The big three: major health conditions caused by obesity

Public Health Agency

Three of the main health problems caused by obesity – and the lifestyle factors associated with it – are cancer, heart disease and type 2 diabetes. Here is a little more information on those conditions and how to protect against them.

 

Cancer

Cancer is a condition where cells in a specific part of your body grow and reproduce uncontrollably. The cancerous cells can invade and destroy the surrounding healthy tissue – including major organs. Sadly, cancer is still one of the main causes of death in Northern Ireland, yet many of those deaths are actually preventable.

 

  • Smoking, unhealthy eating, high alcohol consumption, increasing age and some environmental factors can all play a part in increasing the risk of some cancers – smoking and poor diet alone are responsible for 65% of cancer deaths.
  • Eating more fruit and vegetables and more wholegrain products can help reduce your cancer risk.
  • Some research highlights that eating high amounts of red and processed meat can increase the risk of developing some cancers. It is recommended that people who eat more than 90g of red or processed meat each day (or 630g of these over a week) should consider reducing this to around 70g per day (490g per week). Ninety grams (90g) is equivalent to a 3oz steak, or three thin slices of beef, lamb or pork, where each slice is roughly the size of half a slice of bread. A cooked breakfast containing two standard sausages and two rashers of bacon is equivalent to 130g.
  • Being more active can also help prevent cancer – even just 30 minutes of moderate activity on most days of the week (at least 150 minutes each week, in bouts of at least 10 minutes) can make a difference (for example a swim, cycle ride or even just a brisk walk to the shops).

 

Heart disease

Your heart is effectively your body’s pump. It keeps blood moving around your body through arteries and veins to deliver the oxygen and nutrients needed for your body to function. Sometimes, however, arteries can narrow and when this happens to the arteries of the heart, they can get blocked up, leading to heart disease.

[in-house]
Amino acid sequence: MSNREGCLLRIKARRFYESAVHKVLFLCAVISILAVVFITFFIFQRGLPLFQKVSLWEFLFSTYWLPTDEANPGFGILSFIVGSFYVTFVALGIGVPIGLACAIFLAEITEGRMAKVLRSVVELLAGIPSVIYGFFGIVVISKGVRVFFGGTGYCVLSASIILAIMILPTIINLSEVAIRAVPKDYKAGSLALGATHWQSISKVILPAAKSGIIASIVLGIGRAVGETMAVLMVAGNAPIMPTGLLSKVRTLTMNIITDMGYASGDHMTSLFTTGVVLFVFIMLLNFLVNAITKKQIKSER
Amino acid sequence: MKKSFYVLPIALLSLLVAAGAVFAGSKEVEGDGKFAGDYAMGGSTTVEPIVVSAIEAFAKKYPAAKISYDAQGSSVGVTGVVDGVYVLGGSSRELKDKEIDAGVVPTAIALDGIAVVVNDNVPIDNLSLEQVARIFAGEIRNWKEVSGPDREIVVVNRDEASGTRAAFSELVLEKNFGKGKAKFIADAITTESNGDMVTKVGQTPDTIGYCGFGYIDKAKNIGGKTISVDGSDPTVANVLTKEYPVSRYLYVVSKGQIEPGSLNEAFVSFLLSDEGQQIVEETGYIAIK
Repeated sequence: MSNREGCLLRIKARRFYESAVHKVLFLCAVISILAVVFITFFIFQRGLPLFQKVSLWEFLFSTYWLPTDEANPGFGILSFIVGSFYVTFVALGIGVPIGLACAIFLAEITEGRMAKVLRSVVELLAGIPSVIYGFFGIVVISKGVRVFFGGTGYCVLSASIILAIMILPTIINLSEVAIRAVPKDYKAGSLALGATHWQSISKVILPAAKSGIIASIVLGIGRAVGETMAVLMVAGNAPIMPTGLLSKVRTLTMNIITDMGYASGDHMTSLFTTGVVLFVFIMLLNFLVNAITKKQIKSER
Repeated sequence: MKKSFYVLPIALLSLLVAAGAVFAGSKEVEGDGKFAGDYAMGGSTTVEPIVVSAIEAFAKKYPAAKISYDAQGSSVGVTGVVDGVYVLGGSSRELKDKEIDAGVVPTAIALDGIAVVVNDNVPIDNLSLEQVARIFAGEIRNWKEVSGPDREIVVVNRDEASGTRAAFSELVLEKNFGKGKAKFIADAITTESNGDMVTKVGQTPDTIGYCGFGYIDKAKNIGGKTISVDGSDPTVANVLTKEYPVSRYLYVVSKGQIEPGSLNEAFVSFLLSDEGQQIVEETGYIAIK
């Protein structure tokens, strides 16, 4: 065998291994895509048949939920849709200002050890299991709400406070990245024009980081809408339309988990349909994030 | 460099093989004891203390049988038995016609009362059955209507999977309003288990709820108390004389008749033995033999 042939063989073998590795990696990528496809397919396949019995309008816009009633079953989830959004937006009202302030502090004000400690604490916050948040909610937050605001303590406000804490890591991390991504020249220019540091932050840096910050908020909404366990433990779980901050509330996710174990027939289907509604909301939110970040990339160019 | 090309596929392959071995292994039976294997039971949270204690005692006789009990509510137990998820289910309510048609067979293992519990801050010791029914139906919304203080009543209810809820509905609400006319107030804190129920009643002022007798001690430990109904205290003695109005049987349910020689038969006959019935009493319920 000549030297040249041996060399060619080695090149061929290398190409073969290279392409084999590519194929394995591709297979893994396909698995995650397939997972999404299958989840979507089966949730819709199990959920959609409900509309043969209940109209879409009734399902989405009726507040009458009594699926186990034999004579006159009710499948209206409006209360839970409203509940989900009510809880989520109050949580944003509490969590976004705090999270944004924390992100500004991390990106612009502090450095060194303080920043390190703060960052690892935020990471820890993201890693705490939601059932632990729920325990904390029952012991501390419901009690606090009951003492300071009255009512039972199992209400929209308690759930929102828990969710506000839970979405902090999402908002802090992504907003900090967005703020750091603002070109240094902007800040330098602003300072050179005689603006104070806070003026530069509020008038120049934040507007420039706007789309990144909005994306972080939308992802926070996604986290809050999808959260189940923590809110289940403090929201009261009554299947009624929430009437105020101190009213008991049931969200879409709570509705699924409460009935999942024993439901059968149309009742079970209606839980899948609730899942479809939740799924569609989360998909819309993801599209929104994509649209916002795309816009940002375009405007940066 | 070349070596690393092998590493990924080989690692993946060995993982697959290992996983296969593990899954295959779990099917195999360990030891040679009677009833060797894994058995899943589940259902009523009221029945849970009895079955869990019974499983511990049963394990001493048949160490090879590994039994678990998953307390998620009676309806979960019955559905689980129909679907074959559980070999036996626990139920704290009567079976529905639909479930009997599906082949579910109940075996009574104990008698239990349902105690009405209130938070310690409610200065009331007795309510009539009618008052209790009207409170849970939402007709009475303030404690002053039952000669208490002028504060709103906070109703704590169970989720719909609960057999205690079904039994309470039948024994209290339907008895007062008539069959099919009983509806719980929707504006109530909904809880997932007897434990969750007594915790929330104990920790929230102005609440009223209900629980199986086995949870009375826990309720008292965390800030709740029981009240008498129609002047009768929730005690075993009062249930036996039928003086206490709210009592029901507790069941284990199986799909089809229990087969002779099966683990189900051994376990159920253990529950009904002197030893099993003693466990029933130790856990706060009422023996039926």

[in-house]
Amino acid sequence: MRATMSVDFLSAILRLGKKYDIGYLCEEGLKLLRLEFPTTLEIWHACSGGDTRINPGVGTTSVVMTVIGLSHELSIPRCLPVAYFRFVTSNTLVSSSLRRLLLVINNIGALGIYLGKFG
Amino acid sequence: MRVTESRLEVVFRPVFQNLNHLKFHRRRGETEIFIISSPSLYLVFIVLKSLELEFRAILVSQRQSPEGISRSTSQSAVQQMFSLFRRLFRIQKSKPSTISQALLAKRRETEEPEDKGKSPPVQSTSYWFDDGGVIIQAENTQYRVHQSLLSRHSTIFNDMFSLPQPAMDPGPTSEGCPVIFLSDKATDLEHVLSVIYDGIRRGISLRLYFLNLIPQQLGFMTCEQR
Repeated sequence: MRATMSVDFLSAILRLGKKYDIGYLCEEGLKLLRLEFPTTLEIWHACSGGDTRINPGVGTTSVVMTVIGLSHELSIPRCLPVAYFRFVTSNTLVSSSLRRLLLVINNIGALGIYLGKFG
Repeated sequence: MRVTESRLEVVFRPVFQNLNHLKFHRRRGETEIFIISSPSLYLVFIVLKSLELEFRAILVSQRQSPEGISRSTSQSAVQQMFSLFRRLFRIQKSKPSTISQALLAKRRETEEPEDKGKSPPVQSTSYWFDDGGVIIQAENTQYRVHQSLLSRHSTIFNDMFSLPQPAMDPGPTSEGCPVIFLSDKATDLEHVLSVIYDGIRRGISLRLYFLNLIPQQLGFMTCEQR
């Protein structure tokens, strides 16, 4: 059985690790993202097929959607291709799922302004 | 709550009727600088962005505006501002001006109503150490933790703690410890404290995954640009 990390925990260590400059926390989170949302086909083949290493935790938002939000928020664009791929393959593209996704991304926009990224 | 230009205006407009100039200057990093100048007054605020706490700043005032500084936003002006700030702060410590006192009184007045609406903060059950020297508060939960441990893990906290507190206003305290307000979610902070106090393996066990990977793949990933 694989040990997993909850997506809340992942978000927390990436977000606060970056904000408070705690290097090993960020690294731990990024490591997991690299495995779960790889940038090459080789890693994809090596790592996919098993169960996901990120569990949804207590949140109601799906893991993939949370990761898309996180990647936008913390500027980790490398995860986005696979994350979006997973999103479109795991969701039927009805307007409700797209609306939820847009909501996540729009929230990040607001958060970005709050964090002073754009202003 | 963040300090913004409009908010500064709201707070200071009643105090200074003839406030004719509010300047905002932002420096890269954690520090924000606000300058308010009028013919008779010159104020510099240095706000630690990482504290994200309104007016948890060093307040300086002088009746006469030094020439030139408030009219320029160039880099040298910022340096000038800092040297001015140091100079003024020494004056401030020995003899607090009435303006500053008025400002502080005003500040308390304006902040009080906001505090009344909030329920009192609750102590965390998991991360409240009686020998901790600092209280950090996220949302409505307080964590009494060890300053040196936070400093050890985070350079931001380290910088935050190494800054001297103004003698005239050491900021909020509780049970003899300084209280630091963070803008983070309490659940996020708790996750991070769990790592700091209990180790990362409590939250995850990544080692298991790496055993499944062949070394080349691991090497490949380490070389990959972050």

• The risk of developing heart disease can be increased or decreased depending on a number of factors including whether or not you smoke, how physically active you are, your diet and your weight.
  • Eating healthier can help protect your heart. Eating more fruit and vegetables, more fish – including oily fish (like mackerel, salmon or sardines) once a week – and more wholegrain products (like wholemeal bread, brown rice and wholemeal pasta) and reducing the amount of salt and saturated fat in your diet will help reduce your risk of heart disease.

 

 

 

Diabetes

Diabetes is a condition where your body can’t produce any or enough insulin (a type of hormone) to control the amount of sugar being carried in your blood. There are two main types of diabetes – type 1 and type 2, with type 2 the most common. In many cases, that’s a result of being overweight or obese.

 

  • You can protect against developing type 2 diabetes by maintaining a healthy weight (maintaining a BMI between 20–25).
  • Healthy eating and an active lifestyle both play a part – at least 30 minutes of moderate physical activity on most days (at least 150 minutes each week) makes a difference. This can be divided up into bouts of at least 10 minutes (and that can be something as simple as a brisk walk to the shops).
  • If you do have diabetes, it’s very important to follow the correct treatment as advised by a doctor, dietitian or diabetes nurse.

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